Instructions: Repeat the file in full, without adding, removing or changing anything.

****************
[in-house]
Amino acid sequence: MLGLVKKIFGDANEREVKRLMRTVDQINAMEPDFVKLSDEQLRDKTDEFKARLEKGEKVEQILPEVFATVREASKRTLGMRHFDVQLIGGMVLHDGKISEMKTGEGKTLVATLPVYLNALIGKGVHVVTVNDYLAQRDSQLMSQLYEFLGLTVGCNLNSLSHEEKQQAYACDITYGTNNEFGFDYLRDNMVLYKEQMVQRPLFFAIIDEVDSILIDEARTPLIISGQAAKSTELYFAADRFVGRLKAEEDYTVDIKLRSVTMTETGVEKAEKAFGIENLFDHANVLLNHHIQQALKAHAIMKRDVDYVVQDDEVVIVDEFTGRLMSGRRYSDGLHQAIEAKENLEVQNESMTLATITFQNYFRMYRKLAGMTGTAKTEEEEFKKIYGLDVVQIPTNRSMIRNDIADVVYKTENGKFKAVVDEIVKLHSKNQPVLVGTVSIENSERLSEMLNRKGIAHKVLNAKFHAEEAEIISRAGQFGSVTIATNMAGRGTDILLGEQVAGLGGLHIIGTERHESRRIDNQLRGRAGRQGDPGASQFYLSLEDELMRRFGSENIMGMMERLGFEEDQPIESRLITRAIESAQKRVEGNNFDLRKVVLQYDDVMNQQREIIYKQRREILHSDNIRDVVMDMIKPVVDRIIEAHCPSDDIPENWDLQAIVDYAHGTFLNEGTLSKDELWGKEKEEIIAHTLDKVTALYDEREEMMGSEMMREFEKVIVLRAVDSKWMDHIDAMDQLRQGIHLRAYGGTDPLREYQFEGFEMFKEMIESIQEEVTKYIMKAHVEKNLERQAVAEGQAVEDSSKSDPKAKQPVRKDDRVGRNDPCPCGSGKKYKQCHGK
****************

[in-house]
Amino acid sequence: MLGLVKKIFGDANEREVKRLMRTVDQINAMEPDFVKLSDEQLRDKTDEFKARLEKGEKVEQILPEVFATVREASKRTLGMRHFDVQLIGGMVLHDGKISEMKTGEGKTLVATLPVYLNALIGKGVHVVTVNDYLAQRDSQLMSQLYEFLGLTVGCNLNSLSHEEKQQAYACDITYGTNNEFGFDYLRDNMVLYKEQMVQRPLFFAIIDEVDSILIDEARTPLIISGQAAKSTELYFAADRFVGRLKAEEDYTVDIKLRSVTMTETGVEKAEKAFGIENLFDHANVLLNHHIQQALKAHAIMKRDVDYVVQDDEVVIVDEFTGRLMSGRRYSDGLHQAIEAKENLEVQNESMTLATITFQNYFRMYRKLAGMTGTAKTEEEEFKKIYGLDVVQIPTNRSMIRNDIADVVYKTENGKFKAVVDEIVKLHSKNQPVLVGTVSIENSERLSEMLNRKGIAHKVLNAKFHAEEAEIISRAGQFGSVTIATNMAGRGTDILLGEQVAGLGGLHIIGTERHESRRIDNQLRGRAGRQGDPGASQFYLSLEDELMRRFGSENIMGMMERLGFEEDQPIESRLITRAIESAQKRVEGNNFDLRKVVLQYDDVMNQQREIIYKQRREILHSDNIRDVVMDMIKPVVDRIIEAHCPSDDIPENWDLQAIVDYAHGTFLNEGTLSKDELWGKEKEEIIAHTLDKVTALYDEREEMMGSEMMREFEKVIVLRAVDSKWMDHIDAMDQLRQGIHLRAYGGTDPLREYQFEGFEMFKEMIESIQEEVTKYIMKAHVEKNLERQAVAEGQAVEDSSKSDPKAKQPVRKDDRVGRNDPCPCGSGKKYKQCHGK